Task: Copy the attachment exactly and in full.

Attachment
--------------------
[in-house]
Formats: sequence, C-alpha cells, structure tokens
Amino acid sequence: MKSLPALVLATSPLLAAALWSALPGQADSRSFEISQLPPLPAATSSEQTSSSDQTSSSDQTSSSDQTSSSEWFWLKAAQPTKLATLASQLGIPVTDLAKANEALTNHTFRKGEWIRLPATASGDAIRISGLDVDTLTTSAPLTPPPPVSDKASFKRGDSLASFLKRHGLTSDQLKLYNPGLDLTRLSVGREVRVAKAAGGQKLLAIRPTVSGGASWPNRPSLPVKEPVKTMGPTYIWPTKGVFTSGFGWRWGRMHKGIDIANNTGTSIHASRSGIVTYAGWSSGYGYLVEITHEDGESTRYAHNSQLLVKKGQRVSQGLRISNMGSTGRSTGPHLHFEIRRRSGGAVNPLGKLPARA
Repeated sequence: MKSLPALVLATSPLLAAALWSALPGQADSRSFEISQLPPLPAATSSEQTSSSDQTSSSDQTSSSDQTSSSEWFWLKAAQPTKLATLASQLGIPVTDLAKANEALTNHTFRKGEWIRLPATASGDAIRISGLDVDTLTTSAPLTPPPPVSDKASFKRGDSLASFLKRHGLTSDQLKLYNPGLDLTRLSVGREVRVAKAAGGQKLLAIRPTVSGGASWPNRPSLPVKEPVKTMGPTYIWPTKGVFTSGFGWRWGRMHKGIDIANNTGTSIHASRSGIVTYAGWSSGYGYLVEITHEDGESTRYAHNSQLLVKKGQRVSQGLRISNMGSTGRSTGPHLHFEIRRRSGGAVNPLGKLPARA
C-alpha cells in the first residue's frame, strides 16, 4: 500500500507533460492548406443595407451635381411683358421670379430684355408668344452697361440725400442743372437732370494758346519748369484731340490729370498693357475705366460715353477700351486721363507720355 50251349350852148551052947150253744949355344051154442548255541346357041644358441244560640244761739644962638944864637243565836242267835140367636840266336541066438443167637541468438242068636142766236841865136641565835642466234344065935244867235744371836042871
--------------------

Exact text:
[in-house]
Formats: sequence, C-alpha cells, structure tokens
Amino acid sequence: MKSLPALVLATSPLLAAALWSALPGQADSRSFEISQLPPLPAATSSEQTSSSDQTSSSDQTSSSDQTSSSEWFWLKAAQPTKLATLASQLGIPVTDLAKANEALTNHTFRKGEWIRLPATASGDAIRISGLDVDTLTTSAPLTPPPPVSDKASFKRGDSLASFLKRHGLTSDQLKLYNPGLDLTRLSVGREVRVAKAAGGQKLLAIRPTVSGGASWPNRPSLPVKEPVKTMGPTYIWPTKGVFTSGFGWRWGRMHKGIDIANNTGTSIHASRSGIVTYAGWSSGYGYLVEITHEDGESTRYAHNSQLLVKKGQRVSQGLRISNMGSTGRSTGPHLHFEIRRRSGGAVNPLGKLPARA
Repeated sequence: MKSLPALVLATSPLLAAALWSALPGQADSRSFEISQLPPLPAATSSEQTSSSDQTSSSDQTSSSDQTSSSEWFWLKAAQPTKLATLASQLGIPVTDLAKANEALTNHTFRKGEWIRLPATASGDAIRISGLDVDTLTTSAPLTPPPPVSDKASFKRGDSLASFLKRHGLTSDQLKLYNPGLDLTRLSVGREVRVAKAAGGQKLLAIRPTVSGGASWPNRPSLPVKEPVKTMGPTYIWPTKGVFTSGFGWRWGRMHKGIDIANNTGTSIHASRSGIVTYAGWSSGYGYLVEITHEDGESTRYAHNSQLLVKKGQRVSQGLRISNMGSTGRSTGPHLHFEIRRRSGGAVNPLGKLPARA
C-alpha cells in the first residue's frame, strides 16, 4: 500500500507533460492548406443595407451635381411683358421670379430684355408668344452697361440725400442743372437732370494758346519748369484731340490729370498693357475705366460715353477700351486721363507720355 50251349350852148551052947150253744949355344051154442548255541346357041644358441244560640244761739644962638944864637243565836242267835140367636840266336541066438443167637541468438242068636142766236841865136641565835642466234344065935244867235744371836042871